Parallels and Paradoxes
Daniel Barenboim and Edward W. Said

DB: “… But the element of sound is very different. In other words, when you talk about music, you”re not talking about interpretation in the same way that you would talk about the text at all…. I don”t think there is a real interpretation of music as such. You have to start with the physical realization of the sound. You don”t talk about the physical realization of the word in a poem.” [I disagree.]

EWS: “No. You wouldn”t call it physical realization, but the word I would use would be actualization. If you look at a poem, like this, which has a text, these are words that are completely inert; they mean nothing until you actualize and read them. And then, when you read them, you”re realizing them. I would say that is a rough similarity.”

DB: “Yes, but you don”t have to deal with physical laws. With sound, you have to deal physical laws, where there”s the effect of sound in a room, the space and time, all these things. You don”t have that as a reader. In other words, the equivalent would be to read a poem or to read a score, but to actually perform it, or even play it at home, involves a physical act that requires a musician to have understanding and knowledge of the physical side of music, which has to do with acoustics, which has to do with overtone, which has to do with harmonic relationships…. But there is a physical aspect. And you cannot get to metaphysics without having gone through physics before. This is the singular phenomenon of musical performance. And this is why I believe that the word interpretation was misused and understood by many people, I think, in a false way: in other words, how do I interpret this? How do I make it my own? How do I make it not only Beethoven but I make it my own? But you can”t. It doesn”t really exist that way.” p. 117-118

EWS: “… Look at the desire for authenticity in the performance of eighteenth-century music in the last thirty years. It”s all about a reaction to the plush sound of great orchestras, and the purists want these new reedy things grinding away to say, This is the way Bach really sounded, not the way Furtwängler used to do Bach with the Berlin Philharmonic. So, it”s really about a contest in the present over a construction of the past…” p. 126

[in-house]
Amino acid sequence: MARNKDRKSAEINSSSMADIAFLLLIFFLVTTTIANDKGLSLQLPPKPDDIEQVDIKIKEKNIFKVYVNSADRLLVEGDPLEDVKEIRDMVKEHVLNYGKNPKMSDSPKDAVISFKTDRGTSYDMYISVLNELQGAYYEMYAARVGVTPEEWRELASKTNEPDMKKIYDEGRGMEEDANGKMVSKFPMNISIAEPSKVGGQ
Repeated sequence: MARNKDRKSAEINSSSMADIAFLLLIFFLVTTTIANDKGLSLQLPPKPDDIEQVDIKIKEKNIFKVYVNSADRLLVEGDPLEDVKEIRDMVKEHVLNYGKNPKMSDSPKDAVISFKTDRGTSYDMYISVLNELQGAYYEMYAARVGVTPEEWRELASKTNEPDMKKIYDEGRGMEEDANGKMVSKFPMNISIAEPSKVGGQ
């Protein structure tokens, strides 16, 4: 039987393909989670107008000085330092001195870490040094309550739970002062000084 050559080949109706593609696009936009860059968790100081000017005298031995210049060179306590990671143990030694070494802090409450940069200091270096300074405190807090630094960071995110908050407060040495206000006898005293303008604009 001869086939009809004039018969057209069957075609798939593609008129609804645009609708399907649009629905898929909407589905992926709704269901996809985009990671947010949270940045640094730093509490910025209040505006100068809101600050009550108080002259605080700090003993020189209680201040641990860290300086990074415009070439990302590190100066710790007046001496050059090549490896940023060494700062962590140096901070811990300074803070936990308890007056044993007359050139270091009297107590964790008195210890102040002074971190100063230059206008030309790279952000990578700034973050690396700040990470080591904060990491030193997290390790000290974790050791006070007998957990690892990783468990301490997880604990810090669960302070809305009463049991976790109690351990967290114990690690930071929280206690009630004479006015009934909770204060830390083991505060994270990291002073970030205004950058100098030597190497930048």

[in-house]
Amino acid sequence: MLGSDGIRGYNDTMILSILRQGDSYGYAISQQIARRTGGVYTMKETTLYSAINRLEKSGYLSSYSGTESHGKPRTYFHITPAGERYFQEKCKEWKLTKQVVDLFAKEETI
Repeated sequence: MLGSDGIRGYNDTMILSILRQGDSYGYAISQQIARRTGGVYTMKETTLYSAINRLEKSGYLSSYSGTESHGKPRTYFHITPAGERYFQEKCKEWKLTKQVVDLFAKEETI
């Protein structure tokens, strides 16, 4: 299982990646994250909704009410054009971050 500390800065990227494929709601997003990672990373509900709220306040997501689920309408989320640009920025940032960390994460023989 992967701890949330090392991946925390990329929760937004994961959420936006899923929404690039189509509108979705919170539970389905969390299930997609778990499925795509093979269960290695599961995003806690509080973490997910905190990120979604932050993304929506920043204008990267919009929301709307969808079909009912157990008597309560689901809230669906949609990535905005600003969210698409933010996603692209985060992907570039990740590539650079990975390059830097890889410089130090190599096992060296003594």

DB: “But the fact that there is such a gulf between the audience and the value of the music has to do with the fact that, for half a century now, music education has practically ceased to exist. And therefore, people really don”t know what a Beethoven symphony is. In other words, they, unfortunately, go to hear the Eroica because they know if it”s a famous symphony by a famous composer, maybe they can hum the tune. But I they that the actual human value and enormous of these works is because they were imbued with every intellectual and physical force that Beethoven had. And all the musicological research in the world does not basically alter the fact that these masterpieces are his blood, flesh and bones.” p. 141

DB: “Beethoven was really the first composer who used the effect of a very long crescendo and then a subito piano, [sudden softness?] a drop in the dynamic.” p. 143

DB: “… It wouldn”t be the same; it wouldn”t be the same sound; it would be the same river with different waters. And this is what gives music its particular sense of eternity.” p. 160

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